During chlorination and ozonation, a key concern is the conversion of bromide ions (Br-) to disinfection by-products (DBPs) such as trihalomethanes (THMs), haloacetic acids (HAAs), and bromate (BrO3 -). The objective of this study was to investigate the effects of water quality parameters (dissolved organic carbon (DOC), Br-, pH, and temperature) on the percent conversion of Br- to the known DBPs. Ten to twelve surface and ground waters having different DOC (1.2-10.6 mg/L) and Br- (7-312 μg/L) were subjected to bench scale chlorination and ozonation experiments at various pH (6.5-8.5) and temperature (15°C-25°C) conditions. The results show that the average percent of bromide incorporation was 24.5% for THMs and 9.5% for HAAs, and 12% for BrO 3 - for the waters, respectively. In addition, the percent of bromide incorporation depends on source water pH. The percent of bromide incorporation increased with increasing pH (6.5 to 8.5) for THMs (18% to 28%) and BrO3 - (6.9% to 19%) and was insignificantly influenced by pH for HAAs. Coagulation using alum was effective in removing DBP reactive precursors such as DOC, which resulted in the smaller percentage of bromide incorporation for coagulated waters. The calculated average health risk factor for bromate was 4.3× 10-4 for the ten source waters, which is approximately 10 times higher than that for the average THMs (4.4× 10-5), respectively.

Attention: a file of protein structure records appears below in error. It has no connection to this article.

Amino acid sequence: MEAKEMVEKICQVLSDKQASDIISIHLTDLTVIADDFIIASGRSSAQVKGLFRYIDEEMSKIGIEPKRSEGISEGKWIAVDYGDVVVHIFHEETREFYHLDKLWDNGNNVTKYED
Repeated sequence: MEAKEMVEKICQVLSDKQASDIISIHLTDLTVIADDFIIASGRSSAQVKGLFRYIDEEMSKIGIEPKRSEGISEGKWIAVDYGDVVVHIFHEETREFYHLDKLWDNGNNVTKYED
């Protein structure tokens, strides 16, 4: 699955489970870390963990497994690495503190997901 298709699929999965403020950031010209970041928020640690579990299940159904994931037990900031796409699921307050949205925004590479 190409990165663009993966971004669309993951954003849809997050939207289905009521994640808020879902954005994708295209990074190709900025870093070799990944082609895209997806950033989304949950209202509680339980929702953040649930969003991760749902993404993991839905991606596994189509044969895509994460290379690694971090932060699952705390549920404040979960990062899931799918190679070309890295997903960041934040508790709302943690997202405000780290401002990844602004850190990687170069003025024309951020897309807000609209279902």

- Disinfection by-products
- Water treatment